I can’t remember the last time I purchased salad dressing. Homemade salad dressing is healthier, less expensive and much better tasting than store-bought dressing. And it’s easier to make than you might think.
More people have asked me for my salad-dressing recipe than anything else I’ve ever prepared. I’m mostly a by-the-books cook, but this is the one of the few things I make without a recipe. It’s adapted from the salad dressing my mom made when I was growing up, and I use it every single night. Why mess with perfection?
You can whip up a delicious dressing in less than five minutes using ingredients you have around the kitchen. I make mine in recycled jars, but you could get a fancy salad-dressing shaker for easier shaking and pouring.
When you have a tasty, homemade salad dressing, keep the salad simple. The biggest mistake people make is putting too many things in a salad, which can overwhelm the taste buds. My favorite salads contain three ingredients: mixed greens, something slightly sweet (tomatoes in the summer, grapefruit or oranges in the winter), and something savory and crunchy (sliced fennel, carrots or radishes).
When I make salad dressing, I ignore the traditional ratio of one part vinegar to three parts oil. I like a tart, not oily, dressing, so I use more vinegar than most recipes recommend. Feel free to adjust the oil/vinegar ratio to your taste.
This is my most-requested recipe and the dressing I use every night. It’s simple but so delicious. The key is to use quality olive oil and balsamic vinegar.
3/4 c. olive oil (1,440 calories—168 g fat)
1/2 c. balsamic vinegar (112 calories—24 g carbs, 16 g sugar)
1/2 tbsp. Dijon mustard (7.5 calories)
1 crushed garlic clove
1 tsp. salt
1/4 to 1/2 tsp. fresh ground black pepper
Per tablespoon: 76 calories—8.2 g fat, 1.17 g carbs (.78 g sugar)
Combine all ingredients in a salad-dressing shaker or a jar with a tight-fitting lid and shake well. It’s important to shake until the mixture is emulsified (the oil and vinegar are mixed thoroughly). Refrigerate. This dressing keeps for weeks, but you might need to take it out an hour before serving if the olive oil solidifies.
I’m very partial to vinaigrette salad dressings—I’ll take one any day over a creamy, ranch-style dressing. We have a lemon tree in our backyard, which means I’m always looking for ways to use lemons.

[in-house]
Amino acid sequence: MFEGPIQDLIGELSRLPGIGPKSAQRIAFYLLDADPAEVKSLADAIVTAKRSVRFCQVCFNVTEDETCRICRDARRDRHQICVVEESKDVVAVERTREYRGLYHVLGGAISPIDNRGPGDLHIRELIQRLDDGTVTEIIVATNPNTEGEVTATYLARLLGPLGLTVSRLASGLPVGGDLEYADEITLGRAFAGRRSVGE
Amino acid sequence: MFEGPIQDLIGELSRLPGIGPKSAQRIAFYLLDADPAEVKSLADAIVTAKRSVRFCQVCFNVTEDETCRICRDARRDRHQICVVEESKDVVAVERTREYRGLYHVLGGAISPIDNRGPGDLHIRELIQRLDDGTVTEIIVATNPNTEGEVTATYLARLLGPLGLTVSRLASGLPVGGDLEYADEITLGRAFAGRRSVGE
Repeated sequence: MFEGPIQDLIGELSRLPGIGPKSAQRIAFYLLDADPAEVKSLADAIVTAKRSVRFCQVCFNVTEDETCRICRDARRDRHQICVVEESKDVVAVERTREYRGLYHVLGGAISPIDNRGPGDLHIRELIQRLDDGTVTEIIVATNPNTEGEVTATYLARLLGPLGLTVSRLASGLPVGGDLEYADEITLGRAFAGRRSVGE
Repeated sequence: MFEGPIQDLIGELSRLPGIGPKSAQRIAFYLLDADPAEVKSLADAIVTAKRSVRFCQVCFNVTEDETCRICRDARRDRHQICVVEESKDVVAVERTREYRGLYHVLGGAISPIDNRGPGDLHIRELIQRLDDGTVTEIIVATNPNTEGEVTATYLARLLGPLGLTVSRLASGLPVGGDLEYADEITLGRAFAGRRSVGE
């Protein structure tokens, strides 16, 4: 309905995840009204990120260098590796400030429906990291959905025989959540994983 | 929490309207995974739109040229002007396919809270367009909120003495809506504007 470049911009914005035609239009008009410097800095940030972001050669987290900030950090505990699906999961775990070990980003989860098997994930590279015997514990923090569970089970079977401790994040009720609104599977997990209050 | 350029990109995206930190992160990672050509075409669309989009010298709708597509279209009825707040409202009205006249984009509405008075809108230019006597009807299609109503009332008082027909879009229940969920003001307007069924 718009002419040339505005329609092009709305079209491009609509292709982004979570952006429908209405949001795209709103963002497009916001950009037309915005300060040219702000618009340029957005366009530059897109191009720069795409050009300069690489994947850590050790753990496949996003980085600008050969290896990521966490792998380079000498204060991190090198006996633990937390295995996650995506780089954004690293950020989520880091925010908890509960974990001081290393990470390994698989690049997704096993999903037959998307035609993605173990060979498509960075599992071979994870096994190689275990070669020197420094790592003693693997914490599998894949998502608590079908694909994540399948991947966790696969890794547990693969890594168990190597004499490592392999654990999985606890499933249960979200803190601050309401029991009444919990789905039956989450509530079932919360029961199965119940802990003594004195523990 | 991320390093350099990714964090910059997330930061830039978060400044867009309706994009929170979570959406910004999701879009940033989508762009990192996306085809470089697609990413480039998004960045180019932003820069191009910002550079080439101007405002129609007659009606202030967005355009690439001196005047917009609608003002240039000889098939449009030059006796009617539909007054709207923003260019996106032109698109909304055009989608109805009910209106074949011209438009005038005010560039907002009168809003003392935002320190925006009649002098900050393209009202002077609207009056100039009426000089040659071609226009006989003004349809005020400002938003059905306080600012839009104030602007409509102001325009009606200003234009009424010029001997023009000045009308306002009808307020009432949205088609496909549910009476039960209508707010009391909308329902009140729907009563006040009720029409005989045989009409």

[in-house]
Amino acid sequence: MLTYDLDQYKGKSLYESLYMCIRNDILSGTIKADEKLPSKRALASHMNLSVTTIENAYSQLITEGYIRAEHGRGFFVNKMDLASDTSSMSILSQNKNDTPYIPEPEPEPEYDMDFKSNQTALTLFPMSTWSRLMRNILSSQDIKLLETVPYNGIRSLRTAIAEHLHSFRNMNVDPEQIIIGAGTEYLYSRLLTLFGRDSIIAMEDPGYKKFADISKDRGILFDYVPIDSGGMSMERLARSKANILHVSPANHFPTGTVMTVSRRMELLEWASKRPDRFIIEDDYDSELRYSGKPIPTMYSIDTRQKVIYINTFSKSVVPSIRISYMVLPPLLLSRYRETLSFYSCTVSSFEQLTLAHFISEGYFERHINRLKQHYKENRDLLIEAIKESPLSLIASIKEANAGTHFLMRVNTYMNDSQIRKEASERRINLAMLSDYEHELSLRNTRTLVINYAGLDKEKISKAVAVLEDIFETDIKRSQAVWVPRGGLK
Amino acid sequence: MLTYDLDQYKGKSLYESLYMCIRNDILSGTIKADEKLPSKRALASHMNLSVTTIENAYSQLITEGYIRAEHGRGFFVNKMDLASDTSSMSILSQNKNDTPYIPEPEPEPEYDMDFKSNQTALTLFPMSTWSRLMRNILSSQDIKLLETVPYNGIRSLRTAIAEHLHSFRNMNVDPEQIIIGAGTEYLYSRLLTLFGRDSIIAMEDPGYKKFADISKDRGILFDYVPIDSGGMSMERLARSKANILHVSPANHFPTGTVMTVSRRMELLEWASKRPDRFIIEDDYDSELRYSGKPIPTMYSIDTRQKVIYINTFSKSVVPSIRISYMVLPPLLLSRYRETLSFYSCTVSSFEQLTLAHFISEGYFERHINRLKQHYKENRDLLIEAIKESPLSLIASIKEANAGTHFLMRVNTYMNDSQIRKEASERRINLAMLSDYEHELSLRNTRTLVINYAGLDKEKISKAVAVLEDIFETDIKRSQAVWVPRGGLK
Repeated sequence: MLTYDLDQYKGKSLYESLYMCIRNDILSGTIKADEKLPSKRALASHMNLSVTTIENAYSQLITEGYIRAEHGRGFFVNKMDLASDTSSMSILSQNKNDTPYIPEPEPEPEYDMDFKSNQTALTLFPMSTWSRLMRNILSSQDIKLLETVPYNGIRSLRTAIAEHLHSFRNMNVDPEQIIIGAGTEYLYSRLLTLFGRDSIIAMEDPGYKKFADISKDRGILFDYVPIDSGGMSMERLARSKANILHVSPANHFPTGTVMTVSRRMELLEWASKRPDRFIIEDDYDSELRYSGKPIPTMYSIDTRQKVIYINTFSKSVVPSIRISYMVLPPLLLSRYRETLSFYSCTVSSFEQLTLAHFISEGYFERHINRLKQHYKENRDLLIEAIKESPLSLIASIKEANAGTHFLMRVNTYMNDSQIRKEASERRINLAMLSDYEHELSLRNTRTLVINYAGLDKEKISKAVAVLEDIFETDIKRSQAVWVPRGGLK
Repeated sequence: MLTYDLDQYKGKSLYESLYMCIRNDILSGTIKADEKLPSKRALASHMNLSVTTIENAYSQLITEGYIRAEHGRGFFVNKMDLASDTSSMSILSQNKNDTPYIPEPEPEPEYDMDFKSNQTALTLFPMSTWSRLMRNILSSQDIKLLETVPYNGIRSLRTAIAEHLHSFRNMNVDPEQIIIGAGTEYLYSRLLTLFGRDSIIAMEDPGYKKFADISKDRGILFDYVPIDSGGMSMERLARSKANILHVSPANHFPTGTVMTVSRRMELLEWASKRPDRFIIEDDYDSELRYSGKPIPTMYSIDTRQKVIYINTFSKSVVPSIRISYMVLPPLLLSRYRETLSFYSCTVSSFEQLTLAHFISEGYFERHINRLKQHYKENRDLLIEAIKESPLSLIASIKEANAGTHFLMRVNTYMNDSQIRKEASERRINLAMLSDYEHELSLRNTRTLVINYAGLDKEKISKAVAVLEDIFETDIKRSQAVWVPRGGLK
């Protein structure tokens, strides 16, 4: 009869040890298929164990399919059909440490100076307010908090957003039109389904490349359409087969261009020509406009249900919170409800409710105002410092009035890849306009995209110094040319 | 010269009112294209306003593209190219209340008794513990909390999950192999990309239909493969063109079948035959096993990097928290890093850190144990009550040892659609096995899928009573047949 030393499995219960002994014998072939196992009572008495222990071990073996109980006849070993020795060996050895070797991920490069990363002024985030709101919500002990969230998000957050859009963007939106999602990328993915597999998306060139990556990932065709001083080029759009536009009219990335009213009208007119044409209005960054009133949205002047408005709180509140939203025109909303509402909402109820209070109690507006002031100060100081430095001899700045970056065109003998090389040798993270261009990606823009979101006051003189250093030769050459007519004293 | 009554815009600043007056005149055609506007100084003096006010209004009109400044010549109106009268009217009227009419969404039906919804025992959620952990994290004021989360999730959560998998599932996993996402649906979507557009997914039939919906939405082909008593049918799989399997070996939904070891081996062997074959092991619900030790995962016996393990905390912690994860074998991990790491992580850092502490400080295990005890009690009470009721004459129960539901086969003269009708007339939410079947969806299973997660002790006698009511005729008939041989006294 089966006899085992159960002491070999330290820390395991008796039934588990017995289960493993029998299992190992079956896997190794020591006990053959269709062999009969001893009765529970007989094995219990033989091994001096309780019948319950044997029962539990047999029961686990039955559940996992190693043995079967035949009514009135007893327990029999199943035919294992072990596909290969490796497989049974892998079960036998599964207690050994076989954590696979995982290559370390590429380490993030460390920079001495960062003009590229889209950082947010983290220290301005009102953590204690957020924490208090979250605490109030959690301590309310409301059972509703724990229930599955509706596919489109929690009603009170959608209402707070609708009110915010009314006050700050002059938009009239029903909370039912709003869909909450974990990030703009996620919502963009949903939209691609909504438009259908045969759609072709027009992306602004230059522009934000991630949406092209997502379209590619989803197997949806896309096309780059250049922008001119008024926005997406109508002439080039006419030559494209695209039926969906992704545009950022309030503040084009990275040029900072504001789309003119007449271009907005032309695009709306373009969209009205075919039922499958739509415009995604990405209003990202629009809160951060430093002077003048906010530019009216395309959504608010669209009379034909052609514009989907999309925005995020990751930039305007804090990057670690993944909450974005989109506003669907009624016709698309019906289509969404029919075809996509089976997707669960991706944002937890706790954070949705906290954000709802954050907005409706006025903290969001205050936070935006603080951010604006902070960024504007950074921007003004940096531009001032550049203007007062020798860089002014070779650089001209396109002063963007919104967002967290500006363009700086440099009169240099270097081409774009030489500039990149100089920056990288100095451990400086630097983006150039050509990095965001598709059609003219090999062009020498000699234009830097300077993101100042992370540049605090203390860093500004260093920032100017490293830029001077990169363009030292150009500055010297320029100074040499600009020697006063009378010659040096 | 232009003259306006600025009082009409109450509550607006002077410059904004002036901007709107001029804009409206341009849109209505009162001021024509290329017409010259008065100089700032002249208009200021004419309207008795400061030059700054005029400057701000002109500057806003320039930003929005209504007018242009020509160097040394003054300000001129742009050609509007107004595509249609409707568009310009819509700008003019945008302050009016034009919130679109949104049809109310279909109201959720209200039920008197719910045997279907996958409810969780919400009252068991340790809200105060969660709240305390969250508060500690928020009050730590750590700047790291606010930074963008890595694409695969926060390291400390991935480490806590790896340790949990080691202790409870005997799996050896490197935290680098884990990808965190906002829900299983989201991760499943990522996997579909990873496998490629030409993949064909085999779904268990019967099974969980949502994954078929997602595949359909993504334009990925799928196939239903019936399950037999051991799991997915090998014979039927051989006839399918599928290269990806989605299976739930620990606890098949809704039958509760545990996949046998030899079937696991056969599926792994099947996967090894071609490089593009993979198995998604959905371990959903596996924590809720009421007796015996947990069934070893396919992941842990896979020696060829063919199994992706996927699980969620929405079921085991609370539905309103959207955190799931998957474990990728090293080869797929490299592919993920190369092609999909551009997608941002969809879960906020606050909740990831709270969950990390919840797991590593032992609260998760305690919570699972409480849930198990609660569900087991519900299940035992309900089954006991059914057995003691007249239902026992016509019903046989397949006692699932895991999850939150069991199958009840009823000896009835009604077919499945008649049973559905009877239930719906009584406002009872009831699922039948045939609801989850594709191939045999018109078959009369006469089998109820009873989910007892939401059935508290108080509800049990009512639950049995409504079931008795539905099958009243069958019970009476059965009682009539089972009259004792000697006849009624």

3/4 c. olive oil (1,440 calories—168 g fat)
1/2 c. lemon juice (from about 4 lemons) (30 calories—10 g carbs/3 g sugar)
2 tsp. Dijon mustard (10 calories)
Salt and pepper to taste (about 1/4 tsp. salt, 1/8 tsp. fresh ground pepper)
Per tablespoon: 72.8 calories—8.3 g fat, 0.5 g carbs (0.2 g sugar)
Combine all ingredients in a salad-dressing shaker or a jar with a tight-fitting lid and shake well. Refrigerate. This dressing keeps for weeks, but you might need to take it out an hour before serving if the olive oil solidifies.
Creamy Yogurt Dressing
If I’m going to make a creamy dressing—and I don’t do it very often—I make it with yogurt, not mayonnaise. I love the tangy taste of yogurt on a salad. With this dressing, avoid citrus and try romaine lettuce with cucumbers or another mild, crunchy vegetable.
1 c. plain whole-milk yogurt (you can also use Greek yogurt) (149 calories—8 g fat, 11.4 g carbs, 8.5 g protein)
1/4 c. olive or avocado oil (480 calories—56 g fat)
1/4 c. lime juice (or lemon juice) (15 calories—5.3 carbs/1.5 g sugar)
1/3 c. chopped Italian parsley
1 garlic clove, crushed
Salt and pepper to taste
Per tablespoon: 26.8 calories—2.7 g fat, 0.7 g carbs (0.1 g sugar), 0.4 g protein
Whisk everything except the salt and pepper in a small bowl. Add salt and pepper to taste. Refrigerate until use, whisking briefly if the oil separates. Keeps for about a week or a few days if you use parsley.
If you ever find yourself without any dressing on hand and don’t feel like making a big batch, you can create a delicious dressing right in the salad bowl. Put together your salad and add a splash of olive oil, balsamic vinegar, salt and pepper and toss. Adjust ingredients to taste.
Try these recipes, and you might never buy salad dressing again!
About the Author: Hilary Achauer is a freelance writer and editor specializing in health and wellness content. In addition to writing articles, online content, blogs and newsletters, Hilary writes for the CrossFit Journal. To contact her, visit hilaryachauer.com.
Cover image: iStockphoto.com/DirkRietschel